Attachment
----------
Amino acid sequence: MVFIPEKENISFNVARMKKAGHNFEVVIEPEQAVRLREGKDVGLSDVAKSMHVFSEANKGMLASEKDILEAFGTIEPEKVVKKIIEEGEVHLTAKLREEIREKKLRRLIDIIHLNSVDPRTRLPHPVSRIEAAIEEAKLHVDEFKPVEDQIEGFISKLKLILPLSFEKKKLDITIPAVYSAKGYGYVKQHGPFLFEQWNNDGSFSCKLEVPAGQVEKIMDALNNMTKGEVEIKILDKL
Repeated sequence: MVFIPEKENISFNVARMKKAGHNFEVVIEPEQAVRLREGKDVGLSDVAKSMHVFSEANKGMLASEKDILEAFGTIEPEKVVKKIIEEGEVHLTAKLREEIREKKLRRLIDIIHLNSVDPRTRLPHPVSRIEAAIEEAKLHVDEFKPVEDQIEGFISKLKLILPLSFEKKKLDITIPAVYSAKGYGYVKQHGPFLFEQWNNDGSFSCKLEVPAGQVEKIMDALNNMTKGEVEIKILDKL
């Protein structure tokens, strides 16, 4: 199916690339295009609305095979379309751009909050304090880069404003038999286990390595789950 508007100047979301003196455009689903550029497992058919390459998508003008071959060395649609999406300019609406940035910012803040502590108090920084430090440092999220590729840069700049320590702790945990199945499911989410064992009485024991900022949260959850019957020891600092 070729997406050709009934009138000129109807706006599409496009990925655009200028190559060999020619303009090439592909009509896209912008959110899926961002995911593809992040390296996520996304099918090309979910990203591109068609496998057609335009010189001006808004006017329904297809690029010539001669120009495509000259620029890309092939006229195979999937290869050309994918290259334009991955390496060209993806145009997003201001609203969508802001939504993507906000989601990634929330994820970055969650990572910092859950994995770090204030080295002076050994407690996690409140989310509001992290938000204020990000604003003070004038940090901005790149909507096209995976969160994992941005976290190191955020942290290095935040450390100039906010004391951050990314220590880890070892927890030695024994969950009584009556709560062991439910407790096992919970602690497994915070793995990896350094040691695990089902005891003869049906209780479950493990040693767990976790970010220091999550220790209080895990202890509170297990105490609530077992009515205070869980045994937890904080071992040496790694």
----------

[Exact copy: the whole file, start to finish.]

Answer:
Amino acid sequence: MVFIPEKENISFNVARMKKAGHNFEVVIEPEQAVRLREGKDVGLSDVAKSMHVFSEANKGMLASEKDILEAFGTIEPEKVVKKIIEEGEVHLTAKLREEIREKKLRRLIDIIHLNSVDPRTRLPHPVSRIEAAIEEAKLHVDEFKPVEDQIEGFISKLKLILPLSFEKKKLDITIPAVYSAKGYGYVKQHGPFLFEQWNNDGSFSCKLEVPAGQVEKIMDALNNMTKGEVEIKILDKL
Repeated sequence: MVFIPEKENISFNVARMKKAGHNFEVVIEPEQAVRLREGKDVGLSDVAKSMHVFSEANKGMLASEKDILEAFGTIEPEKVVKKIIEEGEVHLTAKLREEIREKKLRRLIDIIHLNSVDPRTRLPHPVSRIEAAIEEAKLHVDEFKPVEDQIEGFISKLKLILPLSFEKKKLDITIPAVYSAKGYGYVKQHGPFLFEQWNNDGSFSCKLEVPAGQVEKIMDALNNMTKGEVEIKILDKL
């Protein structure tokens, strides 16, 4: 199916690339295009609305095979379309751009909050304090880069404003038999286990390595789950 508007100047979301003196455009689903550029497992058919390459998508003008071959060395649609999406300019609406940035910012803040502590108090920084430090440092999220590729840069700049320590702790945990199945499911989410064992009485024991900022949260959850019957020891600092 070729997406050709009934009138000129109807706006599409496009990925655009200028190559060999020619303009090439592909009509896209912008959110899926961002995911593809992040390296996520996304099918090309979910990203591109068609496998057609335009010189001006808004006017329904297809690029010539001669120009495509000259620029890309092939006229195979999937290869050309994918290259334009991955390496060209993806145009997003201001609203969508802001939504993507906000989601990634929330994820970055969650990572910092859950994995770090204030080295002076050994407690996690409140989310509001992290938000204020990000604003003070004038940090901005790149909507096209995976969160994992941005976290190191955020942290290095935040450390100039906010004391951050990314220590880890070892927890030695024994969950009584009556709560062991439910407790096992919970602690497994915070793995990896350094040691695990089902005891003869049906209780479950493990040693767990976790970010220091999550220790209080895990202890509170297990105490609530077992009515205070869980045994937890904080071992040496790694």